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uganda exteriorExterior View (2008), 15” x 11” Watercolor, Jay A. Waronker


Synagogue (1990s)
Abayudaya Jewish Community
Putti, Uganda 30 and 31


uganda interior

Interior View (2008), 11” x 15” Watercolor, Jay A. Waronker



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Uganda is home to the Abayudaya (from the Lugandan word for “Jewish People” or “People of Judah”) community of Jews, a group made up of the large Bantu ethnic group native to Buganda, a subnational kingdom within the country.  The black Abayudaya Jews live not at a single place in this region but in a string of unassuming and peaceful villages in the eastern part of Uganda.   There a collection of modest synagogues building over fairly recent years can today be found.   These Jewish houses of prayer are located to the east of Mbale, Uganda’s seventh largest city and the main municipal, administrative, and commercial center of Mbale District and the surrounding sub-region. 

Christian and Muslim neighbors once looked on the Abayudaya with contempt, but inter-faith relations in recent times have improved, and some now view members of the Abayudaya with respect and admiration.  Whereas the Abayudaya Jewish population was estimated at three hundred individuals at the time of the fall of Idi Amin in 1979, the community is said to now number up to two thousand people.

Besides the five synagogues located in the towns of Namutumba, Nasenyi, Putti, Namanyonyi, and Nabugoye, Abayudaya Jewish schools have been established in recent years with outside help from individuals and international Jewish organizations such as Kulanu.    As the Abayudaya community has increased its interactions with outside Jews, mainly those from the United States and Israel, over the past dozen or so years, its religious ideology and customs has shifted towards more mainstream and normative Judaism.  Members attend Shabbat services regularly following a conventional prayer book, maintain a kosher diet and slaughter their own animals in accordance with its regulations and, out of character from most Jews, remove their shoes before entering the synagogue in reverence to a practice by Jews in biblical times.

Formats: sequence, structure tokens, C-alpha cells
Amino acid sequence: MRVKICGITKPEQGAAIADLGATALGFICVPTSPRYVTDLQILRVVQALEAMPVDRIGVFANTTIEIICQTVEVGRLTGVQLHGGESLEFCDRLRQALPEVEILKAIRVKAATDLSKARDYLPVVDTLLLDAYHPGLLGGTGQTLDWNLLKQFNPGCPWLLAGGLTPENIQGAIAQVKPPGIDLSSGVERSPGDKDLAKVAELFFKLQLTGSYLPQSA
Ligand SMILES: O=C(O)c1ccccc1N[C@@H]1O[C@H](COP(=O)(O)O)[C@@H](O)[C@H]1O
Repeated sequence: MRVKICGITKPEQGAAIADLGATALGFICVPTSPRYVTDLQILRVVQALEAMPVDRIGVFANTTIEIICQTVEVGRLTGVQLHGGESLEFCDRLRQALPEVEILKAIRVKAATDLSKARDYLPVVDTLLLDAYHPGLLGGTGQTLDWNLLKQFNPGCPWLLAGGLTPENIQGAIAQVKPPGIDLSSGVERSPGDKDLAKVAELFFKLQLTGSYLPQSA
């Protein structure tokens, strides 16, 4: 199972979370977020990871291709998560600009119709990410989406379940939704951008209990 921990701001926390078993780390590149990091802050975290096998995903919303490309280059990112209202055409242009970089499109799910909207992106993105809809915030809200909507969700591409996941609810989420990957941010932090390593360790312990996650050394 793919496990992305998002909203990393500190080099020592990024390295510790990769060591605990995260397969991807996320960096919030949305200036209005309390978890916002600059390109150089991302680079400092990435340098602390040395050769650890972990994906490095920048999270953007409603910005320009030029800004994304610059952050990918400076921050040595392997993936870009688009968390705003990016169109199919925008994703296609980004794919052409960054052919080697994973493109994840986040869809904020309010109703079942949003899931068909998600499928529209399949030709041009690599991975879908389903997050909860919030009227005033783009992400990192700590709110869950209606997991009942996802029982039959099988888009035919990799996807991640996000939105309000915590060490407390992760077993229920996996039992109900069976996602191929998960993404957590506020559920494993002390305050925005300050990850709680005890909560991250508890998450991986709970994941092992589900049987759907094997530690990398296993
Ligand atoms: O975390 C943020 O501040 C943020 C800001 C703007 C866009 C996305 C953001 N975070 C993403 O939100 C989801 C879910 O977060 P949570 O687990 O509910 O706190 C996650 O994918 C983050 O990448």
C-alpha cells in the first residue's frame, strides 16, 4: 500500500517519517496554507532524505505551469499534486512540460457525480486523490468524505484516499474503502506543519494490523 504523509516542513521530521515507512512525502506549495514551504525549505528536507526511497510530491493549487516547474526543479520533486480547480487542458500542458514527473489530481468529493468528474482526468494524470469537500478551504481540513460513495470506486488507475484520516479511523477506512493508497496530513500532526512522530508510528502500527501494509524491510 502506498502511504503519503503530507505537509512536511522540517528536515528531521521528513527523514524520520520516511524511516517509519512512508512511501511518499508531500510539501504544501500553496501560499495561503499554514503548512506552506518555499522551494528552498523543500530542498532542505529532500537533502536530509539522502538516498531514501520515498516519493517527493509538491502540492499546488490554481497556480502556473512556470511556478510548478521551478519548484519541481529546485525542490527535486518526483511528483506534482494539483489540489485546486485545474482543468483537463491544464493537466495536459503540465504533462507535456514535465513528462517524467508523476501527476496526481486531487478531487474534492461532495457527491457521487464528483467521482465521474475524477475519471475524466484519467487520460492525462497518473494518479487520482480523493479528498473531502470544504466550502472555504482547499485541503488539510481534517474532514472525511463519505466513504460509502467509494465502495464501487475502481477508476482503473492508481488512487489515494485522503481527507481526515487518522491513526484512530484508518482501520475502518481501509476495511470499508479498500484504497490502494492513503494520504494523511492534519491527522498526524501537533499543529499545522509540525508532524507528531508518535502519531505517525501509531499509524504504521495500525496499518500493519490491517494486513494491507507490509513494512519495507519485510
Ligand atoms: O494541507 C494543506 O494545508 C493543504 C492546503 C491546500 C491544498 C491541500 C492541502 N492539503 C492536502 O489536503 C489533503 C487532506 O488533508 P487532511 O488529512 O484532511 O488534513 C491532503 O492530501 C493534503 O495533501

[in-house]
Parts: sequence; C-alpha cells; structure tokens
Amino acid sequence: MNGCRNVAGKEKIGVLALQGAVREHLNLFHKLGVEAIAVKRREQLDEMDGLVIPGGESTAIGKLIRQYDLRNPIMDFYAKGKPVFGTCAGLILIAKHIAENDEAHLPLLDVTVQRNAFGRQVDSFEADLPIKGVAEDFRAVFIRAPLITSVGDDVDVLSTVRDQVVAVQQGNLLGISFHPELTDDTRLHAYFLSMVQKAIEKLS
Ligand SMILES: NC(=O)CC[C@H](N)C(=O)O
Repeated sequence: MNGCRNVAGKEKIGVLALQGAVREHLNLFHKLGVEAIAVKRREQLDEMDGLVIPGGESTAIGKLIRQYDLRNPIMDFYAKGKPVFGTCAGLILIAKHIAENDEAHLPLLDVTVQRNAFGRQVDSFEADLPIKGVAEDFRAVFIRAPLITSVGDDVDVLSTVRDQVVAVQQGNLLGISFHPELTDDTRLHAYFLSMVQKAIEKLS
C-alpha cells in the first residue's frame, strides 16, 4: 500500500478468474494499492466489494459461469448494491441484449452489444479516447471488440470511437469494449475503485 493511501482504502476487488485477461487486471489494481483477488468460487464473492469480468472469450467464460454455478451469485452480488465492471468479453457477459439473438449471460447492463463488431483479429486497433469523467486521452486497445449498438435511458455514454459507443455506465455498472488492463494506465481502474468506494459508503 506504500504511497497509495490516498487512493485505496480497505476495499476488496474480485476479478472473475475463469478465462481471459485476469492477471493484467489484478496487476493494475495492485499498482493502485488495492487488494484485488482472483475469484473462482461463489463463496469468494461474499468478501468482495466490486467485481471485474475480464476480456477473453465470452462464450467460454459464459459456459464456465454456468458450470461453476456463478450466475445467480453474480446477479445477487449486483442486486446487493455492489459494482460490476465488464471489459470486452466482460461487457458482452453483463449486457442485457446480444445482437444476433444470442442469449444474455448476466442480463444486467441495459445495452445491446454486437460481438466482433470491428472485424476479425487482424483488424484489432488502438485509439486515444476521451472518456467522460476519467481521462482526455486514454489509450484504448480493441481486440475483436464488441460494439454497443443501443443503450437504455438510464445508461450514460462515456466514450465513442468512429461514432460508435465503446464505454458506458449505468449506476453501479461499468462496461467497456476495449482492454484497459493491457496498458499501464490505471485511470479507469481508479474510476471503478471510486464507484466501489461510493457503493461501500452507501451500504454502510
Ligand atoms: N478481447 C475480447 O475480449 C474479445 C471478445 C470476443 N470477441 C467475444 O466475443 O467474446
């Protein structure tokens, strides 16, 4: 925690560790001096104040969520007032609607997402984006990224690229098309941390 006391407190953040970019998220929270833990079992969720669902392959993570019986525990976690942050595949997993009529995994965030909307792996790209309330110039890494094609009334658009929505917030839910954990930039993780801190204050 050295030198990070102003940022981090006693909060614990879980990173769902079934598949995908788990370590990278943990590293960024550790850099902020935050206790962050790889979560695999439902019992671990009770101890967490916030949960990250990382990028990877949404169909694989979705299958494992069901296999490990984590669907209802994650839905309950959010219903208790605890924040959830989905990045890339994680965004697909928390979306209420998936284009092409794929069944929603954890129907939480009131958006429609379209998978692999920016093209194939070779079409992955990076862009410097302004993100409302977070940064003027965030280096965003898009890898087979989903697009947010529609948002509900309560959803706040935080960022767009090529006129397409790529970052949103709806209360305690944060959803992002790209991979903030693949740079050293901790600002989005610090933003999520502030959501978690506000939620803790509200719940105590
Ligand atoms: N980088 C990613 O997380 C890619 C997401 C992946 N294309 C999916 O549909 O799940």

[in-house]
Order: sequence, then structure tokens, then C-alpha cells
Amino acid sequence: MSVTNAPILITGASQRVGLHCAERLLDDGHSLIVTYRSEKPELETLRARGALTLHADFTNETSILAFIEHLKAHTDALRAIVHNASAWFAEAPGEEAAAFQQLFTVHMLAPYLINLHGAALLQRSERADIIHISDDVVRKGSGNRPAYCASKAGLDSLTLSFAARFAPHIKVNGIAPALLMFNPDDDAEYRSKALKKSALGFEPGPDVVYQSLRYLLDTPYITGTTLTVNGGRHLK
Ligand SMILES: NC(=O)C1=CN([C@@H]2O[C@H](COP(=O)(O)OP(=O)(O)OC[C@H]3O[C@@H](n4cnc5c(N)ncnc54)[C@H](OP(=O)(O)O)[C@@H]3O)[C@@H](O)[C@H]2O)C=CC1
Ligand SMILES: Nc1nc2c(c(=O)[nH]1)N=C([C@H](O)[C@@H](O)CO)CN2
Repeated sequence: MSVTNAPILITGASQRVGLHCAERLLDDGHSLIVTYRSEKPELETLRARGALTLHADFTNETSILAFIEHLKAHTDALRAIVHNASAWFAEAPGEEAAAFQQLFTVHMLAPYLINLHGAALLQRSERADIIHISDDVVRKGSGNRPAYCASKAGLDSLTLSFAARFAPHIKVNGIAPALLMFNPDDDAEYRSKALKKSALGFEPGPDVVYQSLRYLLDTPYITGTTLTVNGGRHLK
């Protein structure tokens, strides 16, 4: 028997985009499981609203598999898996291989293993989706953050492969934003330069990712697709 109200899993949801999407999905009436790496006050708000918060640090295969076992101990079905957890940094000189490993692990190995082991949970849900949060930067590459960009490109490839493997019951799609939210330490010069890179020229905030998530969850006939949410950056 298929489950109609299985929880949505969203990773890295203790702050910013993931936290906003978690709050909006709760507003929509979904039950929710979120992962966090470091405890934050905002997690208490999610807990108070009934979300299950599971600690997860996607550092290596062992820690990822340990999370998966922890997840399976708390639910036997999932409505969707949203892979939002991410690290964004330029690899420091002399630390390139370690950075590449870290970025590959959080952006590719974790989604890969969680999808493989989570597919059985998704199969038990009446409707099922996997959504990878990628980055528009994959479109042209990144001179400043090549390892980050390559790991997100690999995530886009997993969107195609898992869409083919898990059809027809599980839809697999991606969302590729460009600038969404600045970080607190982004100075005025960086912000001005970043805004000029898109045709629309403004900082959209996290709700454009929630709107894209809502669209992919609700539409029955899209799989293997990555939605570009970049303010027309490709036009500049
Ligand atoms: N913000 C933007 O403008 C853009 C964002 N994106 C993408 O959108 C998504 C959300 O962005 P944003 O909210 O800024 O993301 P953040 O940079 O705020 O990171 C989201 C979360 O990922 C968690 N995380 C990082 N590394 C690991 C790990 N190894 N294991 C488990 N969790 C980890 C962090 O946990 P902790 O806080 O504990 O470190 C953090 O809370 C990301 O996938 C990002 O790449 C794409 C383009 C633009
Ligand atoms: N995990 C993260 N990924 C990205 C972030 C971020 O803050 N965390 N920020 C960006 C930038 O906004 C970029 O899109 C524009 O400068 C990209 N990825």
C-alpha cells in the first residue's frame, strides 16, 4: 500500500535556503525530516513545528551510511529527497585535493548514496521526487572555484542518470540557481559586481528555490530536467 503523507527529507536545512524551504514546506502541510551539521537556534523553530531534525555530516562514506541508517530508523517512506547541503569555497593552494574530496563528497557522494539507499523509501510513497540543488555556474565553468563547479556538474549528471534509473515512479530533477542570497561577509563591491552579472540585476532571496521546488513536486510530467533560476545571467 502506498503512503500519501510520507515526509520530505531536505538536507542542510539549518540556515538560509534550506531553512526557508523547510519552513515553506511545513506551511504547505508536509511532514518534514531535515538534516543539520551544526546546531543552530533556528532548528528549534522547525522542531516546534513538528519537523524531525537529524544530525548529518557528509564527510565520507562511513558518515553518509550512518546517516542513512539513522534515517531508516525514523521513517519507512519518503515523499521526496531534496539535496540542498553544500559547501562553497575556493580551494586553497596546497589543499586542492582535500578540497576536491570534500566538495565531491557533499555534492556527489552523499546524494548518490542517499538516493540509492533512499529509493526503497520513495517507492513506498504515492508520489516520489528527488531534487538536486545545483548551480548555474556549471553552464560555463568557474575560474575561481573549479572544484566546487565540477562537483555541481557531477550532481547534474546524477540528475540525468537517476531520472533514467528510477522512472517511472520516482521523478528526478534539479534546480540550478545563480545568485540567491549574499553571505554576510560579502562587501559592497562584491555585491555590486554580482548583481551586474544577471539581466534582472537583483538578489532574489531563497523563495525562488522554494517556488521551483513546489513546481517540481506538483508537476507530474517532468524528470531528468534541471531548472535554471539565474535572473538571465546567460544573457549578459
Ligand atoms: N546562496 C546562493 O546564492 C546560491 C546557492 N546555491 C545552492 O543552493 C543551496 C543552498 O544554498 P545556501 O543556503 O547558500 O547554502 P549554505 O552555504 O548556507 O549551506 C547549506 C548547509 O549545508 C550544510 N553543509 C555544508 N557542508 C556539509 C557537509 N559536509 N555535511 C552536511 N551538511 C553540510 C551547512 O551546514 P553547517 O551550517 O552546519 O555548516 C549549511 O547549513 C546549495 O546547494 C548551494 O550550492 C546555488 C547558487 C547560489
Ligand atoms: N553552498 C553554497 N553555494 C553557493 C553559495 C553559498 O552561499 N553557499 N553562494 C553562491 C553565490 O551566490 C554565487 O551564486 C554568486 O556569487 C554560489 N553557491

The synagogue in the village of Putti is constructed out of locally-made rough bricks, a thatched hipped roof set on hand-cut wood framing, and wood-framed openings without proper windows and doors.    The simple structure is built directly on the ground without any type of foundation, and it is surrounded by a dirt path and overgrown vegetation.   Today the Jewish population of Putti is small, but the community is relatively active, devout, and continuing to grow.

The synagogue in Putti, Uganda is a one-room structure measuring approximately 17’ x 26’.   It contains a dirt floor, hand-made brick and mud walls, and hand-cut roof framing exposed on the inside covered in thatching.  The space is intimate:  8’ high walls sloping up to 11’ along the roof ridge, nine wood-framed openings without proper windows, and one opening without actual doors.   The space is filled with four flat wooden benches and three stools and a projecting raised Ark intended to house the Sefer Torah, and a freestanding bimah (table where the Torah is read).   To the west side of the sanctuary is a narrow dedicated area for women’s seating as per Orthodox Jewish custom. 

Putti Synagogue’s walls are bare, and there are no decorative architectural or ornamental liturgical flourishes popular to other synagogues around the world or personal to this particular congregation within in the space.  The building has no electricity or other utility services.  Despite its seemingly rudimentary character, one needs to remember that a synagogue is technically just a gathering interior or even exterior place (albeit with the Sefer Torah) for a minyan (quorum) to congregate for prayer services, and it does not by any means need to be a well-appointed and lavish space.

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